Find a course


This course introduces participants to the subject of management, organisational structures and strategy.


All business activities occur within an organisational context, and all organisations require effective and efficient management. This course introduces participants to the subject of management, organisational structures and strategy. Participants will develop a framework of knowledge from which they can understand and critically analyse the strategic goals of management, appropriate organisational structures and management's role in delivering strategic goals, as well as identify suitable strategies to enable future organisational growth.

This course can be taken individually or combined over a period of time towards a Postgraduate Certificate of Professional Development.

Sign up for course updates

Sign up to receive regular updates, news and information on courses, events and developments at Ulster University.

We’ll not share your information and you can unsubscribe at any time.

About this course

In this section


The aim of this course is to provide participants with a framework of knowledge from which they can understand and critically analyse the strategic goals of management, appropriate organisational structures and management's role in delivering strategic goals, as well as identify suitable strategies to enable organisational growth.

The following list of topics is indicative rather than a prescriptive guide.

Theme 1: Defining the scope and purpose of management and organisations

  • The nature and characteristics of organisations, the reasons for their existence.
  • The emergence of large-scale organisations and the development of the management function.
  • The concept of the organisation as a 'goals-led open system' and the relationships between the organisation and the environment.
  • Structural configurations, and key concepts.
  • Examination and critique of dominant organisational structures and their suitability in certain environmental contexts.
  • Bureaucracy and the role of the environment in shaping structure.
  • Contemporary developments in organisational design, including, for example, outsourcing and network structures.

By the conclusion of this topic, participants should be able to identify the strategic fit between an organisation's goals, its structure, and the environment within which it operates.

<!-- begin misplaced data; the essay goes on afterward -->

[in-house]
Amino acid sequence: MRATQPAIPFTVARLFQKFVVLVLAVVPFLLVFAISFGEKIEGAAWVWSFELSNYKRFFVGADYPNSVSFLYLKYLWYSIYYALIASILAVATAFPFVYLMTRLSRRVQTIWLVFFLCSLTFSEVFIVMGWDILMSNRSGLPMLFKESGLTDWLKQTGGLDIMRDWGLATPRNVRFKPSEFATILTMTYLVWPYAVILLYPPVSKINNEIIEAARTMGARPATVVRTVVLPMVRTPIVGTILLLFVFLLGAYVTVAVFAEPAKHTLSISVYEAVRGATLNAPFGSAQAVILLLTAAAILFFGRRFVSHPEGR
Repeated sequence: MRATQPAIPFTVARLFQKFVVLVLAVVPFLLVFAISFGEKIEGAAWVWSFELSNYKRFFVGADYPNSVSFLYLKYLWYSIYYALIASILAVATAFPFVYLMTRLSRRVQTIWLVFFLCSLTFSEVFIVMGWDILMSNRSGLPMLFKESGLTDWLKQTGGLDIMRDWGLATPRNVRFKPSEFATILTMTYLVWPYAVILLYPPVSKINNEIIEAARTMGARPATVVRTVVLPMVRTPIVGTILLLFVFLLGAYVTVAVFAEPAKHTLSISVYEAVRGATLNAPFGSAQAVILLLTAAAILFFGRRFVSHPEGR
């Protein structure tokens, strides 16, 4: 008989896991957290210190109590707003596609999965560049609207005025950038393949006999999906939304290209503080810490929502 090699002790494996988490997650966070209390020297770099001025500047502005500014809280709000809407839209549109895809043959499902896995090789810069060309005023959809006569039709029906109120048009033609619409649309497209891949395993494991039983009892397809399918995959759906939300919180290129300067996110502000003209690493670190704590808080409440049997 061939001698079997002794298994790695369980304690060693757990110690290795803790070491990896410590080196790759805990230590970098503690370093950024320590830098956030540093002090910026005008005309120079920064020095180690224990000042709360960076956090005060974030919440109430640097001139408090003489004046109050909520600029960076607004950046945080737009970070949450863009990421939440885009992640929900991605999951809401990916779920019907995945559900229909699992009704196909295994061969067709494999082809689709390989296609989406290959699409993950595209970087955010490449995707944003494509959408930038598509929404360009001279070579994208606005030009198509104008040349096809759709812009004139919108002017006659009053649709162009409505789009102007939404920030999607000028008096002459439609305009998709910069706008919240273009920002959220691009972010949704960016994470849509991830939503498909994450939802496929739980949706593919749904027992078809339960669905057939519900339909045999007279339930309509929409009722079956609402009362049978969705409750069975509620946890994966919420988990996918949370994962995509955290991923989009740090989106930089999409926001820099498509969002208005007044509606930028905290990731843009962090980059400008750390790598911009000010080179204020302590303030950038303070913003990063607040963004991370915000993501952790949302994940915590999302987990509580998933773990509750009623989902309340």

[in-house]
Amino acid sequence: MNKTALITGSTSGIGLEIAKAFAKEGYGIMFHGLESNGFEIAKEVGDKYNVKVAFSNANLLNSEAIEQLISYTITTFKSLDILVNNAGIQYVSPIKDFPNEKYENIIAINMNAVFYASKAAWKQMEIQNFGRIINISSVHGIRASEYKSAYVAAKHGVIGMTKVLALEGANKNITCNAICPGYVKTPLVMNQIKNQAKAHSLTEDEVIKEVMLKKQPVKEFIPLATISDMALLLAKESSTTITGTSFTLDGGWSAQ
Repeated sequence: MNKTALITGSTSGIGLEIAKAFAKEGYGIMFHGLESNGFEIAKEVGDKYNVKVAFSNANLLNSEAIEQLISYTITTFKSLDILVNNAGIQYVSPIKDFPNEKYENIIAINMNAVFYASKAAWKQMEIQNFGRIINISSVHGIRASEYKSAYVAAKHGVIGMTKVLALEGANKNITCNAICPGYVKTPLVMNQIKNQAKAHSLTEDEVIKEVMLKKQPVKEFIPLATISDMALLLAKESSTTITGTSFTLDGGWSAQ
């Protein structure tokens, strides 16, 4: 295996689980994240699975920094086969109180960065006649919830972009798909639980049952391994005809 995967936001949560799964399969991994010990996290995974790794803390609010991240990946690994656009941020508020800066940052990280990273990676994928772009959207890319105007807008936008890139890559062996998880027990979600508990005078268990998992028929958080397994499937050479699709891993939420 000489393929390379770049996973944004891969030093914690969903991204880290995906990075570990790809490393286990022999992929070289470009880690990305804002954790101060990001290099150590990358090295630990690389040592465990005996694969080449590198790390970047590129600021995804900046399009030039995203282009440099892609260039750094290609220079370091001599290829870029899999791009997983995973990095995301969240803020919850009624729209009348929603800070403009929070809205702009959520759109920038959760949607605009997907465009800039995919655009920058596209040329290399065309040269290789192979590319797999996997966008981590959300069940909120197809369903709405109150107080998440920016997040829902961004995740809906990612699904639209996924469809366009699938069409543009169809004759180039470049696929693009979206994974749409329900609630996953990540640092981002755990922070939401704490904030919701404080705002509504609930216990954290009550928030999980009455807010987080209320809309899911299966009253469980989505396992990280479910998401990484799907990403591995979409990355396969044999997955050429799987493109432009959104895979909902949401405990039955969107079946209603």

Theme 2: The purpose and functions of management

  • The history and development of the management function.
  • Planning and Goal setting
  • Decision-making
  • Organising
  • Controlling - operations management - quality and performance
  • Leading
  • Emerging issues in management.

Theme 3: Managing a successful business

  • Marketing strategies, pricing, and differentiation.
  • Business models and revenue streams.
  • Product life cycles, product portfolios and portfolio strategies.
  • Building the foundations and strategies for growth.

Linked programmes

MSc Management, MSc Marketing, PgCertPD Postgraduate Certificate of Professional Development,


100% Coursework - (1) Presentation - a group-based project. Working with an online business simulation package, participants will, as a group, form a business, allocate specific roles, agree on strategic goals, and engage in 'live' decision making in all aspects of a business (such as sales and marketing, finance and operations) within the business simulation. During the presentation, participants must evidence their understanding, experience, and consequences of their decision making in all aspects of a business (such as sales and marketing, finance and operations). Participants must critically reflect on their business strategy, their decision-making (providing justification for the decisions made) and the consequences and outcomes realised. The group must also provide clear recommendations based on lessons learned (30%) and (2) Written assignment - participants must submit a 2500 word individual assignment based on a research topicintroduced during teaching Day 1. Participants will be expected to conduct a thorough literature review around their chosen topic and display clear evidence of extensive research into their chosen case study organisation(s) (70%).


This course requires attendance for four full days from 9.15am to 4.15pm on 23, 24 and 25 September and 14 October 2019 (dates to be confirmed).

Academic profile

The University employs over 1,000 suitably qualified and experienced academic staff - 59% have PhDs in their subject field and many have professional body recognition.

Courses are taught by staff who are Professors (25%), Readers, Senior Lecturers (18%) or Lecturers (57%).

We require most academic staff to be qualified to teach in higher education: 82% hold either Postgraduate Certificates in Higher Education Practice or higher. Most academic staff (81%) are accredited fellows of the Higher Education Academy (HEA) - the university sector professional body for teaching and learning. Many academic and technical staff hold other professional body designations related to their subject or scholarly practice.